8 – Yushin Okami
Long seen as the forgotten man in the middleweight division, Japan’s Yushin Okami always seemed to be one win away from the big one when he would slip back into the shadows after key losses to Rich Franklin and Chael Sonnen. But in 2010, “Thunder” put it all together. First it was an impressive stoppage of Lucio Linhares in March, then a decision win over Mark Munoz in August, and in November, Okami capped things off with a decision victory over Nate Marquardt that earned him a middleweight championship fight. And while he’s not always the most exciting 185-pounder, he’s definitely one of the toughest to beat.
7 – Jim Miller
Speaking of tough to beat, the only fighters to ever pin a loss on New Jersey’s Jim Miller have been a couple of pretty fair lightweights named Frankie Edgar and Gray Maynard. In the UFC, Miller is 8-1, including six in a row, and it was in 2010 that the rest of the world got on the bandwagon, as the fierce, yet soft-spoken, competitor went 4-0 with wins over Duane Ludwig, Mark Bocek, Gleison Tibau, and Charles Oliveira. And after beating Oliveira via submission at UFC 124, Miller finally spoke up, asking for his shot in 2011. It’s hard to argue with him.
6 - Junior dos Santos
Just 26, Brazil’s Junior dos Santos continued his whirlwind ride through the heavyweight division in 2010, knocking out veterans Gilbert Yvel and Gabriel Gonzaga with relative ease before a three round gut check against Roy “Big Country” Nelson in August at UFC 117. It wasn’t a fight where dos Santos was really threatened, but after hitting his foe with everything in his arsenal, he was forced to show the ability to go three fast-paced rounds with a dangerous opponent while growing increasingly fatigued. It wasn’t the same as his previous foray into the third frame against Mirko Cro Cop, yet he still came out of the fight victorious and with practically everyone in agreement that when he gets his shot at the heavyweight crown in 2011, it’s going to be something to remember.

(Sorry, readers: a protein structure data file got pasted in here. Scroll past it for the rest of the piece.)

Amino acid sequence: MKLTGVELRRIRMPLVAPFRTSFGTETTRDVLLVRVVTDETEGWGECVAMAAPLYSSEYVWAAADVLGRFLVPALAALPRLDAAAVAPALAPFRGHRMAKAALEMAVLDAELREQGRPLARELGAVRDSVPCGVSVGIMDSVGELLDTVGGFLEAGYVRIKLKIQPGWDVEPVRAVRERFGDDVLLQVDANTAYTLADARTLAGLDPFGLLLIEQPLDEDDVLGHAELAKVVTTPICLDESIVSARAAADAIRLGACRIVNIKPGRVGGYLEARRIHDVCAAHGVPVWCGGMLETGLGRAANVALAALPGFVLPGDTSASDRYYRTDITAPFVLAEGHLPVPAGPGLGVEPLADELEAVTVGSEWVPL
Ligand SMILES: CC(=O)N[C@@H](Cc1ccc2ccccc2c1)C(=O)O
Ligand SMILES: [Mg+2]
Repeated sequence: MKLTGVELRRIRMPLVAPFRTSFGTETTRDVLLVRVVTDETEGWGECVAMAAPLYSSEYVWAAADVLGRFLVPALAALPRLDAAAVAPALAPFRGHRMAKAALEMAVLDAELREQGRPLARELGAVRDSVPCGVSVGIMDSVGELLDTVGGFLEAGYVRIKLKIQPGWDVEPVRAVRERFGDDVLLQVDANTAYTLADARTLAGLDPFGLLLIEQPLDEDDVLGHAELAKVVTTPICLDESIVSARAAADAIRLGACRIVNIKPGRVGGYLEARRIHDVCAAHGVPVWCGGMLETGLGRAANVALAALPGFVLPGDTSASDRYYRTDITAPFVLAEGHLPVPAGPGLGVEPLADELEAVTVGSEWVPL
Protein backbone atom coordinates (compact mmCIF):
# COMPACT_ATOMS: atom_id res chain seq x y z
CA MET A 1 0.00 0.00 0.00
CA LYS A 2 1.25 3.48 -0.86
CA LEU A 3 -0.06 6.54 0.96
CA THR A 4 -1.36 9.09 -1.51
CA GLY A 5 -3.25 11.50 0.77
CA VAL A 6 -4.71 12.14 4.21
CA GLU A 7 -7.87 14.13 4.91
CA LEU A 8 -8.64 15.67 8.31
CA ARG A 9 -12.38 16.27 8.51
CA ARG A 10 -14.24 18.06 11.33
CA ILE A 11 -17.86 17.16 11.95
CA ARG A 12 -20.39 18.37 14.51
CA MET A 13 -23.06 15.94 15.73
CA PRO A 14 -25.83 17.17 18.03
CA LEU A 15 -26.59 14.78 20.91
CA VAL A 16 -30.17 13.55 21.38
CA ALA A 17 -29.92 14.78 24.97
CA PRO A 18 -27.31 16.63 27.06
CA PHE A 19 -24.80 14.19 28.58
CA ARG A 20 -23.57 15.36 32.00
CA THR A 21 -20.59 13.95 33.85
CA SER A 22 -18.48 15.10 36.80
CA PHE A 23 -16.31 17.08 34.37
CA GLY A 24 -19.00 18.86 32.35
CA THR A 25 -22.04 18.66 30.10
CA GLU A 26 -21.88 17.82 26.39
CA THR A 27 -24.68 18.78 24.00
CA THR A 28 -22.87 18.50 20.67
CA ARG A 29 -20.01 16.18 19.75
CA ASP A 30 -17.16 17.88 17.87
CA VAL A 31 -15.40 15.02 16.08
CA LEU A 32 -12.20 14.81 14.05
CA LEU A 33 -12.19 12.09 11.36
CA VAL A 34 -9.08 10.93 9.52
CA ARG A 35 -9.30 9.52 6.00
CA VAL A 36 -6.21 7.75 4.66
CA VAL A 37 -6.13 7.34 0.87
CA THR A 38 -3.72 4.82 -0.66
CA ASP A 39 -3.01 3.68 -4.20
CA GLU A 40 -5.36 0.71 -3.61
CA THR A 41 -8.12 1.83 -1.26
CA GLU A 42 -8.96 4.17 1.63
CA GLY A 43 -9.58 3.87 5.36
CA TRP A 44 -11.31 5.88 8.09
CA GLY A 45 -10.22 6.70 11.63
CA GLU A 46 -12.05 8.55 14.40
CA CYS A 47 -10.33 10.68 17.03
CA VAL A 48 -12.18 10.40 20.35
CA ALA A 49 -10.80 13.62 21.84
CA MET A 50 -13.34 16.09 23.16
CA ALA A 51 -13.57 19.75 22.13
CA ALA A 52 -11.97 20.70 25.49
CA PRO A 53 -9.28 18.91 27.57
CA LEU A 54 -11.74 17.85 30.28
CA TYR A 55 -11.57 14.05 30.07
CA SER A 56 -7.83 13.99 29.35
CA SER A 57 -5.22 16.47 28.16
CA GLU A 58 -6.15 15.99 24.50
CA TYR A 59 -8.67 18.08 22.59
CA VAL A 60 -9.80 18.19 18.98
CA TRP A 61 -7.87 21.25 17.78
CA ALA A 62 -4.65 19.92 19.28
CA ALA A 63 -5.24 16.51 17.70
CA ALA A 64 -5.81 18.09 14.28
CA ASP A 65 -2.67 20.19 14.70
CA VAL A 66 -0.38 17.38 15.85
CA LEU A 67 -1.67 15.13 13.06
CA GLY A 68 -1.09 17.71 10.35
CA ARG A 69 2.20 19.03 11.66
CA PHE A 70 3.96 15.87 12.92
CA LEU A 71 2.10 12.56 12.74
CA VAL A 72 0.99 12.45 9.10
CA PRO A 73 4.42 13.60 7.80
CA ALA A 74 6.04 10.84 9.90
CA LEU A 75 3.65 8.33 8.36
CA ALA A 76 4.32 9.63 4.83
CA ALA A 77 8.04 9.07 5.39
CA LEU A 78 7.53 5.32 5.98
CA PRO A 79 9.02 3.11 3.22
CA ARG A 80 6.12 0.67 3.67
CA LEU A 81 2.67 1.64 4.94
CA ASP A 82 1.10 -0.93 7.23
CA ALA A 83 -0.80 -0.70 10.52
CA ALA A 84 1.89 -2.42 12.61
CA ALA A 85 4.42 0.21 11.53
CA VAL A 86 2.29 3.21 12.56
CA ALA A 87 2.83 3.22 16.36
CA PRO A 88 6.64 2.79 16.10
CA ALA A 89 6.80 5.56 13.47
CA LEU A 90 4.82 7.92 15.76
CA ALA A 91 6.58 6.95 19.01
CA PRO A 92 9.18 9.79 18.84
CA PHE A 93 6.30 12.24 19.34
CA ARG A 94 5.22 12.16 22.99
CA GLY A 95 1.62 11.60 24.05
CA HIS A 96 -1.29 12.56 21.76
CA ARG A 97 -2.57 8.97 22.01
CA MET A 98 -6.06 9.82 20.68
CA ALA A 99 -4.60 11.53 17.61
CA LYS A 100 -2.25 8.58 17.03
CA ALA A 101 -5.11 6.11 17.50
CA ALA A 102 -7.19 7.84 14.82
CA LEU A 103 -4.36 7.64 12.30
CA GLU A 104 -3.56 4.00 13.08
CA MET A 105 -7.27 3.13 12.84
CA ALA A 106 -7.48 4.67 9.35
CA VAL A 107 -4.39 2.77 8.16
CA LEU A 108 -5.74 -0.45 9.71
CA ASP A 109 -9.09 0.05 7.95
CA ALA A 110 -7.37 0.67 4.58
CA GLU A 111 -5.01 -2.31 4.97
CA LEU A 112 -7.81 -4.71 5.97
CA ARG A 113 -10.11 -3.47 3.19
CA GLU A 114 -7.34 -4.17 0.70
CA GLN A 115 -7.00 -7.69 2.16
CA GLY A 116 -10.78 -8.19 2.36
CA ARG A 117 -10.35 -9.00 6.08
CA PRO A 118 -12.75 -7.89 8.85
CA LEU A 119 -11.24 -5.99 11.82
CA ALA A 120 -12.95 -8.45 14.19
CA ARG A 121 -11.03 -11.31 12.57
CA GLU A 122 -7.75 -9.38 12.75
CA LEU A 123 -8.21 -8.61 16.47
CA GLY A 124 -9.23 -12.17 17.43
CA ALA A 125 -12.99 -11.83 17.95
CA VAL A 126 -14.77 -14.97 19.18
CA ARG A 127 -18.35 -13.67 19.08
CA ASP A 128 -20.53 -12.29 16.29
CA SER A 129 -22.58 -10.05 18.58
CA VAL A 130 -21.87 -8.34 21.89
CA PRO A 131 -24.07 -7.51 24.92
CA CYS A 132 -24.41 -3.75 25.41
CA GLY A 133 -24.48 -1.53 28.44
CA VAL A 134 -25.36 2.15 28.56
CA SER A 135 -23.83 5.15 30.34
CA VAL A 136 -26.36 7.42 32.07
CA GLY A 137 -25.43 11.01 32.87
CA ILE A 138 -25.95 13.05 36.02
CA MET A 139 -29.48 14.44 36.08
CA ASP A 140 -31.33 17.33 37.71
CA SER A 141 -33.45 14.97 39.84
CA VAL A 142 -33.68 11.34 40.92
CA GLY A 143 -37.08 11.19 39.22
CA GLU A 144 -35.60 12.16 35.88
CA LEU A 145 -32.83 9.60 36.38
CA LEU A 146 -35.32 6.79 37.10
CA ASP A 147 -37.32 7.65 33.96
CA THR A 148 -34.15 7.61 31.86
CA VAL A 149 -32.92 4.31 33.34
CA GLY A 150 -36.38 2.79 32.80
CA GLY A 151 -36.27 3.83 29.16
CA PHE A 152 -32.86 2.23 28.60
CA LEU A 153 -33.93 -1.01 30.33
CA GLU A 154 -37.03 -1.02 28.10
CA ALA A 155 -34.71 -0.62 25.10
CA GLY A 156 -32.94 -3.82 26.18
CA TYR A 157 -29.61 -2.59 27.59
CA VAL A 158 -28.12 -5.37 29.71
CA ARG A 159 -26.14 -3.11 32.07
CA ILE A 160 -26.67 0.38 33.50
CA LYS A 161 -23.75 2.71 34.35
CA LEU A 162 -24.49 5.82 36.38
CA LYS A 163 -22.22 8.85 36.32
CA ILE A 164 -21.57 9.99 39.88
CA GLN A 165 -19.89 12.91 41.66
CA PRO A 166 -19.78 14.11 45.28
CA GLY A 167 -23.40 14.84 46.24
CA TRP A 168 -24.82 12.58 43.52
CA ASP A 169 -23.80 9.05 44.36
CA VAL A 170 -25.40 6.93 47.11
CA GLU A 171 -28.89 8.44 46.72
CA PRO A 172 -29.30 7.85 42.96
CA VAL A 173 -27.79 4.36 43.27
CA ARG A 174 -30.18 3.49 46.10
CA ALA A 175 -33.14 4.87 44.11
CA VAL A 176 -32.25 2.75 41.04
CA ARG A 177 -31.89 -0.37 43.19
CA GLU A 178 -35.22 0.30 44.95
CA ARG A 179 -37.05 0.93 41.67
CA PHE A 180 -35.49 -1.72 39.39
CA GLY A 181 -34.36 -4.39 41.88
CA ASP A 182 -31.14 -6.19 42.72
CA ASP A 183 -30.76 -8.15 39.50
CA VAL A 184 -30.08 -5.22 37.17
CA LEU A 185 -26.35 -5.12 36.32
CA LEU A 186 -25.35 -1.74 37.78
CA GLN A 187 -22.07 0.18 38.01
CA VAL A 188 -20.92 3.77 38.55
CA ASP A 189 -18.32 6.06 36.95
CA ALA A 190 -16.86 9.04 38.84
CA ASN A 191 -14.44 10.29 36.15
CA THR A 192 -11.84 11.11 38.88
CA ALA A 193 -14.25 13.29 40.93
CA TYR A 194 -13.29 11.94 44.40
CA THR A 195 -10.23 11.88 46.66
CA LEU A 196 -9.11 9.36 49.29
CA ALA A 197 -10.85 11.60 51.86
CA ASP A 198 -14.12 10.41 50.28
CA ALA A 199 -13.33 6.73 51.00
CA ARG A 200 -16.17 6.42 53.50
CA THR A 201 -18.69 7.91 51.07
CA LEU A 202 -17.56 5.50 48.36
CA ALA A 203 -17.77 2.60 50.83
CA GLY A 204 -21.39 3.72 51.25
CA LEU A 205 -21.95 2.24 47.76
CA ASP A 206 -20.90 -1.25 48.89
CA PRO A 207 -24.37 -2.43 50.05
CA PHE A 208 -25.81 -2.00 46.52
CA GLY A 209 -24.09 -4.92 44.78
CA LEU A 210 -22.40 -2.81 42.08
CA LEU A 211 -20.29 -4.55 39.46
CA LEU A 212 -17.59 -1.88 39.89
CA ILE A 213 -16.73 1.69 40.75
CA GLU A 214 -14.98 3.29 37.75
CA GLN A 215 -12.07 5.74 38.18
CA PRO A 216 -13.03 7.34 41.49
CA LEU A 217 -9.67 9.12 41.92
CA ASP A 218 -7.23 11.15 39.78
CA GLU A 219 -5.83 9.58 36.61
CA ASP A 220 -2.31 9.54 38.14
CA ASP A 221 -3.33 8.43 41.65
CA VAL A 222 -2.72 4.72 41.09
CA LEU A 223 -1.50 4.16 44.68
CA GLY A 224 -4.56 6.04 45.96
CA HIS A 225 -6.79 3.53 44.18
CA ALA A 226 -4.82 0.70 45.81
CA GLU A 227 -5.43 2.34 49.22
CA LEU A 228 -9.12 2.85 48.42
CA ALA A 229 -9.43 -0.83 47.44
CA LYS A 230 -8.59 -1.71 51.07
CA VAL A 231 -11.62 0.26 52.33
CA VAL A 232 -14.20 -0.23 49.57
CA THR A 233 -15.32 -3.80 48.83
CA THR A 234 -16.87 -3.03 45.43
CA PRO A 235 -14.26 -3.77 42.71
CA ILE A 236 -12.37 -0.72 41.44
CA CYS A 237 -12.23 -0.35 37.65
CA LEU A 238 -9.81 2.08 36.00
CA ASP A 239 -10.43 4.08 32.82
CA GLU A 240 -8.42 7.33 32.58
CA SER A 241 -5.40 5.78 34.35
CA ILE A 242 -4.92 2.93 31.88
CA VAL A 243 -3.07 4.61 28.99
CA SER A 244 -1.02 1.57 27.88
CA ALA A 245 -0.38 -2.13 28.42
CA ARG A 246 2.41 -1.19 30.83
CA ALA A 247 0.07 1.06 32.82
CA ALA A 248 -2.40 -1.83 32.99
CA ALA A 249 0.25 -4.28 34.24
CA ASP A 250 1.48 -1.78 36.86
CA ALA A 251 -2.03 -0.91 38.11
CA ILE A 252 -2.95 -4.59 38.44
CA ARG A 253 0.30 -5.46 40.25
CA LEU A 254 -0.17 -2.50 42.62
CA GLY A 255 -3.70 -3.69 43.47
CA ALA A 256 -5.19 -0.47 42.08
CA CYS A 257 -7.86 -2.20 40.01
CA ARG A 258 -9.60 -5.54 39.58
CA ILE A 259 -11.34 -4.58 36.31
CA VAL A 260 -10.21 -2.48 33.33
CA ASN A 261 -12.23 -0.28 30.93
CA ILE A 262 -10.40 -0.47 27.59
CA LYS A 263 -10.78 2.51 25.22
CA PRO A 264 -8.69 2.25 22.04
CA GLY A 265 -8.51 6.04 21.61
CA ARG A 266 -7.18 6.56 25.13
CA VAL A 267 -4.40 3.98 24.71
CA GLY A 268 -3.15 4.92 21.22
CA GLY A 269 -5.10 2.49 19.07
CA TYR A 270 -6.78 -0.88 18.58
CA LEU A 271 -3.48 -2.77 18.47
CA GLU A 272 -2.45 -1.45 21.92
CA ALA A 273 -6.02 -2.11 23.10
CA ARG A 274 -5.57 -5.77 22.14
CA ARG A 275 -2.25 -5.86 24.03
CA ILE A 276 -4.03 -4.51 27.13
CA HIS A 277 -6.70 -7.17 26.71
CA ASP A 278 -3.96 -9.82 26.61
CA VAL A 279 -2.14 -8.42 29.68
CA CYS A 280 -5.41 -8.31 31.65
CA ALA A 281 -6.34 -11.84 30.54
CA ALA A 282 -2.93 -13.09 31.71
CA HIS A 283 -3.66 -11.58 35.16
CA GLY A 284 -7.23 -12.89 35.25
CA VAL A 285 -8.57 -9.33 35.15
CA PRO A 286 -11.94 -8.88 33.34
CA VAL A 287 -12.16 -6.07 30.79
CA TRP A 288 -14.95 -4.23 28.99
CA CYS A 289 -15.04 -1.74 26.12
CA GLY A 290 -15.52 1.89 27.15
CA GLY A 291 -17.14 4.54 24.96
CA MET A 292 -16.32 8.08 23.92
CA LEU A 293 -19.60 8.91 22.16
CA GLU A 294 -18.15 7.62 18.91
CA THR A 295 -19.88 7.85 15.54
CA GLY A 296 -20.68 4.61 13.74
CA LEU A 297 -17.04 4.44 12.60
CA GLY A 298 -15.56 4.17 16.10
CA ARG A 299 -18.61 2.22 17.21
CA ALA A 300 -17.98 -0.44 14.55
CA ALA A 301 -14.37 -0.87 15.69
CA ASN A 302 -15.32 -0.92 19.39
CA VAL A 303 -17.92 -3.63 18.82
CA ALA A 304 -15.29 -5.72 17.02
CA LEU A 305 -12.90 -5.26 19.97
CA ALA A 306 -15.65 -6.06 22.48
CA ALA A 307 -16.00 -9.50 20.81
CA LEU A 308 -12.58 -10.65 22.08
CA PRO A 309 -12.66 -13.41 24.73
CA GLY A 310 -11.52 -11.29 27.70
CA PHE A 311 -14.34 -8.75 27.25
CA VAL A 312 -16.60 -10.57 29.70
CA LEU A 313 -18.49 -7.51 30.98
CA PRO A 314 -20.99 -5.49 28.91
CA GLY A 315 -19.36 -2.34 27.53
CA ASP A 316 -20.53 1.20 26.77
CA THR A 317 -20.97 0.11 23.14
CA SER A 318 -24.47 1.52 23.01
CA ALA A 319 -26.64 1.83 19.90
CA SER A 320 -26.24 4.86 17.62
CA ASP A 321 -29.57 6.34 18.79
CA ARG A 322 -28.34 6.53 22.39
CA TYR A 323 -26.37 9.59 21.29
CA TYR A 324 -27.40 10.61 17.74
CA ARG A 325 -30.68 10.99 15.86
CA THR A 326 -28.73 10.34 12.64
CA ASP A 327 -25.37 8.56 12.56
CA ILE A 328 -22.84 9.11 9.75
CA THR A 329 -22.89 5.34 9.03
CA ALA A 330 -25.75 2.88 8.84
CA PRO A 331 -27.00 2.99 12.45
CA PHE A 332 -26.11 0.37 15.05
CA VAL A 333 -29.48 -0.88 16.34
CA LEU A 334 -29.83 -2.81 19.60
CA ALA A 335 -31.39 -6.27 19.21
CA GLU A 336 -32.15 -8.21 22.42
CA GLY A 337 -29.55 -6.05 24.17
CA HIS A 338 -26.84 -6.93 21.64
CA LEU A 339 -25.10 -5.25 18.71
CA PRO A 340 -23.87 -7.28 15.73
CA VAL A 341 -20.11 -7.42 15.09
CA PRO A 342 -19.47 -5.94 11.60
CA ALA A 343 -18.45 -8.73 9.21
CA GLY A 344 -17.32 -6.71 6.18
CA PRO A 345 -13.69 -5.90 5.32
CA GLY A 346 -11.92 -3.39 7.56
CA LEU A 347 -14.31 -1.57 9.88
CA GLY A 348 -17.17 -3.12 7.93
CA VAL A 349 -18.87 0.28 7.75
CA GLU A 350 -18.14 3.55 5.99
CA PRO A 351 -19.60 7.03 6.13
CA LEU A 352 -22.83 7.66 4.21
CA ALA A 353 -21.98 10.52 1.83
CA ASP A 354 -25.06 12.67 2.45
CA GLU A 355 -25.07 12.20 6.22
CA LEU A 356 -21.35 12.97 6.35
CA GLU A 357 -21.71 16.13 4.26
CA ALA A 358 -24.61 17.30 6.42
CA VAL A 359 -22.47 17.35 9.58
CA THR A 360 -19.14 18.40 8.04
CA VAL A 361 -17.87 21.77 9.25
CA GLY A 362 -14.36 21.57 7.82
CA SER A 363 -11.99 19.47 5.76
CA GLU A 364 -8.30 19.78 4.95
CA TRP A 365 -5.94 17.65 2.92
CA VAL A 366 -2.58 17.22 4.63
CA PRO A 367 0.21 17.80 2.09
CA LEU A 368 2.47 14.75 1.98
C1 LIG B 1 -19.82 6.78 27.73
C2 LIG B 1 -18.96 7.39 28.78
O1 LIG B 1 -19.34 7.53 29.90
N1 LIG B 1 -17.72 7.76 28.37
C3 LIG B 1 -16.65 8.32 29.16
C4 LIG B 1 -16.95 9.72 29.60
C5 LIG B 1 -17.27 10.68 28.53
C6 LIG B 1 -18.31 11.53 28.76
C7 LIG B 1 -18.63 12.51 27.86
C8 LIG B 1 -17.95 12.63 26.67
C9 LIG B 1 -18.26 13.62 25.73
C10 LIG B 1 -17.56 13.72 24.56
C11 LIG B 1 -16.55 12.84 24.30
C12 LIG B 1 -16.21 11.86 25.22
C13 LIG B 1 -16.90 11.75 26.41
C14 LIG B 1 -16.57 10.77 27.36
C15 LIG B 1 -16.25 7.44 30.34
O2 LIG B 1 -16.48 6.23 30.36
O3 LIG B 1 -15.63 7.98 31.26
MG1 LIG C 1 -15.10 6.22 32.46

5 – Georges St-Pierre
With back-to-back shutouts of top contenders Dan Hardy and Josh Koscheck, UFC welterweight champion Georges St-Pierre continues to make it look easy at the elite level of the game. Beating these guys is a feat in itself, but to take the drama out of the fights as early as the first round is nothing short of amazing. Next in line for St-Pierre is an interesting style matchup against Jake Shields, but considering that he hasn’t lost a round in over three years, it’s hard – if not impossible – to pick against the champion in any fight at 170 pounds.
4 – George Sotiropoulos
Winner of eight straight (seven in the UFC) dating back to late 2006, Australia native George Sotiropoulos is another fighter who had his coming out party this year, as he dismantled a formidable trio of Joe Stevenson, Kurt Pellegrino, and Joe Lauzon, putting him squarely in the lightweight title picture. And with his improved all-around game, Octagon vision, and quiet intensity, he’s going to be a nightmare matchup for anyone at 155 pounds, including his February 2011 foe, Dennis Siver.